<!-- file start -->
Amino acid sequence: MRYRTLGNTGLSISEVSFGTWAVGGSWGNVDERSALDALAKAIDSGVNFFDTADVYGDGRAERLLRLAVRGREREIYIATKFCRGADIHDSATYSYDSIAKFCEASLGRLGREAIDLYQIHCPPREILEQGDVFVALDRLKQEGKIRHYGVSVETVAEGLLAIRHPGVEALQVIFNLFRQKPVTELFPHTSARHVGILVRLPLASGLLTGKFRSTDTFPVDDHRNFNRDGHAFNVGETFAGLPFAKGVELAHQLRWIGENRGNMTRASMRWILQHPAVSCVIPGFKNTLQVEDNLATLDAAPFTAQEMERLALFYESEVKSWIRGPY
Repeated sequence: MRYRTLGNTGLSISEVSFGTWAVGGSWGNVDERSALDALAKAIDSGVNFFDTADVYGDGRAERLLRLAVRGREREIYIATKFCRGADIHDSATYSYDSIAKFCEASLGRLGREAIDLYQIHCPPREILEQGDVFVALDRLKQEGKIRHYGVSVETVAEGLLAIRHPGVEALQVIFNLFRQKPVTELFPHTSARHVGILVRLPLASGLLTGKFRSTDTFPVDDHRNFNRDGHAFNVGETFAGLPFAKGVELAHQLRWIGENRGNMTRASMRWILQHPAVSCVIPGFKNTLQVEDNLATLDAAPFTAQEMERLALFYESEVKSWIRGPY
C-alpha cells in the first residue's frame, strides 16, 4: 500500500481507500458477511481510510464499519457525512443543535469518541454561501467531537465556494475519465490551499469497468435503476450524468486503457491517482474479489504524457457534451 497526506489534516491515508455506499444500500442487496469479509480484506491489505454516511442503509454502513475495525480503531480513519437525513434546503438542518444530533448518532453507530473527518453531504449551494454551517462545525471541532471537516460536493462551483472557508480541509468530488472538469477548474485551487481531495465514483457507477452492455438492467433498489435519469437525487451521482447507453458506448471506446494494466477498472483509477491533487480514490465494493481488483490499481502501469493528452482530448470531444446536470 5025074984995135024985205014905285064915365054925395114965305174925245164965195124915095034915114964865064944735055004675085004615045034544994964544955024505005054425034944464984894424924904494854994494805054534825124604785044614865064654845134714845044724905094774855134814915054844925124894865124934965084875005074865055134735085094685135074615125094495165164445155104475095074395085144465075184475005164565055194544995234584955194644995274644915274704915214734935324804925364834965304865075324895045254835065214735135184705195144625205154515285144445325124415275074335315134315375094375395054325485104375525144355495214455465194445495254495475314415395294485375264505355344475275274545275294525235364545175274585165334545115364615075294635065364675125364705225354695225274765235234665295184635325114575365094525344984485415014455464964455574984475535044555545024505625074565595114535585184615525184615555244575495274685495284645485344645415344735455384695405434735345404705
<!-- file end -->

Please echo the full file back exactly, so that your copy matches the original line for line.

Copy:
Amino acid sequence: MRYRTLGNTGLSISEVSFGTWAVGGSWGNVDERSALDALAKAIDSGVNFFDTADVYGDGRAERLLRLAVRGREREIYIATKFCRGADIHDSATYSYDSIAKFCEASLGRLGREAIDLYQIHCPPREILEQGDVFVALDRLKQEGKIRHYGVSVETVAEGLLAIRHPGVEALQVIFNLFRQKPVTELFPHTSARHVGILVRLPLASGLLTGKFRSTDTFPVDDHRNFNRDGHAFNVGETFAGLPFAKGVELAHQLRWIGENRGNMTRASMRWILQHPAVSCVIPGFKNTLQVEDNLATLDAAPFTAQEMERLALFYESEVKSWIRGPY
Repeated sequence: MRYRTLGNTGLSISEVSFGTWAVGGSWGNVDERSALDALAKAIDSGVNFFDTADVYGDGRAERLLRLAVRGREREIYIATKFCRGADIHDSATYSYDSIAKFCEASLGRLGREAIDLYQIHCPPREILEQGDVFVALDRLKQEGKIRHYGVSVETVAEGLLAIRHPGVEALQVIFNLFRQKPVTELFPHTSARHVGILVRLPLASGLLTGKFRSTDTFPVDDHRNFNRDGHAFNVGETFAGLPFAKGVELAHQLRWIGENRGNMTRASMRWILQHPAVSCVIPGFKNTLQVEDNLATLDAAPFTAQEMERLALFYESEVKSWIRGPY
C-alpha cells in the first residue's frame, strides 16, 4: 500500500481507500458477511481510510464499519457525512443543535469518541454561501467531537465556494475519465490551499469497468435503476450524468486503457491517482474479489504524457457534451 497526506489534516491515508455506499444500500442487496469479509480484506491489505454516511442503509454502513475495525480503531480513519437525513434546503438542518444530533448518532453507530473527518453531504449551494454551517462545525471541532471537516460536493462551483472557508480541509468530488472538469477548474485551487481531495465514483457507477452492455438492467433498489435519469437525487451521482447507453458506448471506446494494466477498472483509477491533487480514490465494493481488483490499481502501469493528452482530448470531444446536470 5025074984995135024985205014905285064915365054925395114965305174925245164965195124915095034915114964865064944735055004675085004615045034544994964544955024505005054425034944464984894424924904494854994494805054534825124604785044614865064654845134714845044724905094774855134814915054844925124894865124934965084875005074865055134735085094685135074615125094495165164445155104475095074395085144465075184475005164565055194544995234584955194644995274644915274704915214734935324804925364834965304865075324895045254835065214735135184705195144625205154515285144445325124415275074335315134315375094375395054325485104375525144355495214455465194445495254495475314415395294485375264505355344475275274545275294525235364545175274585165334545115364615075294635065364675125364705225354695225274765235234665295184635325114575365094525344984485415014455464964455574984475535044555545024505625074565595114535585184615525184615555244575495274685495284645485344645415344735455384695405434735345404705